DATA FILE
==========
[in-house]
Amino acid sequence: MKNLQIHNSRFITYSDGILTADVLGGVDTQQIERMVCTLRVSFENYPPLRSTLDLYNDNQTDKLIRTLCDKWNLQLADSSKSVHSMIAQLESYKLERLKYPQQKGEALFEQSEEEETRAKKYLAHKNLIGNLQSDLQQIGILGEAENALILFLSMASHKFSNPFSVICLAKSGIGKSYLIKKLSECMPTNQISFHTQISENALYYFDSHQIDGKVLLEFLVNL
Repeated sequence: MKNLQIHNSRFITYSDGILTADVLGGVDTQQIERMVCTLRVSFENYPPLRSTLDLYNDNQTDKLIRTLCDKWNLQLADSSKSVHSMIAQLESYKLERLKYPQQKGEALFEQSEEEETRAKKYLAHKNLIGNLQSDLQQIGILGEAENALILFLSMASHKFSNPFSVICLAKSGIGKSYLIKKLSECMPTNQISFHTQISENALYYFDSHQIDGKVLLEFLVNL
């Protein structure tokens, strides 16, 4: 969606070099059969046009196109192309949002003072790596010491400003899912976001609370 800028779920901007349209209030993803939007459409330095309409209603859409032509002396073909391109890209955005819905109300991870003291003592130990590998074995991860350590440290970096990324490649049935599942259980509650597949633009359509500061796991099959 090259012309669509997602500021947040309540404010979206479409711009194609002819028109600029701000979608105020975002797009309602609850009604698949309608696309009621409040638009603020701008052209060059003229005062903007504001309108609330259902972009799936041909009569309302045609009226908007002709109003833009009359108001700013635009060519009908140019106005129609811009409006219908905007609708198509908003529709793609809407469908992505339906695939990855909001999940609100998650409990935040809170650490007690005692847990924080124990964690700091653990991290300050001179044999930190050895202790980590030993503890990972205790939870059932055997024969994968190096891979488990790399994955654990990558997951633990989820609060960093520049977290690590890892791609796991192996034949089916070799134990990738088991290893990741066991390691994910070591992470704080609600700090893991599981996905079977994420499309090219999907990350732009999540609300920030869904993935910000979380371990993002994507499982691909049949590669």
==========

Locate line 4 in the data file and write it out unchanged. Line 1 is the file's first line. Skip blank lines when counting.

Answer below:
């Protein structure tokens, strides 16, 4: 969606070099059969046009196109192309949002003072790596010491400003899912976001609370 800028779920901007349209209030993803939007459409330095309409209603859409032509002396073909391109890209955005819905109300991870003291003592130990590998074995991860350590440290970096990324490649049935599942259980509650597949633009359509500061796991099959 090259012309669509997602500021947040309540404010979206479409711009194609002819028109600029701000979608105020975002797009309602609850009604698949309608696309009621409040638009603020701008052209060059003229005062903007504001309108609330259902972009799936041909009569309302045609009226908007002709109003833009009359108001700013635009060519009908140019106005129609811009409006219908905007609708198509908003529709793609809407469908992505339906695939990855909001999940609100998650409990935040809170650490007690005692847990924080124990964690700091653990991290300050001179044999930190050895202790980590030993503890990972205790939870059932055997024969994968190096891979488990790399994955654990990558997951633990989820609060960093520049977290690590890892791609796991192996034949089916070799134990990738088991290893990741066991390691994910070591992470704080609600700090893991599981996905079977994420499309090219999907990350732009999540609300920030869904993935910000979380371990993002994507499982691909049949590669």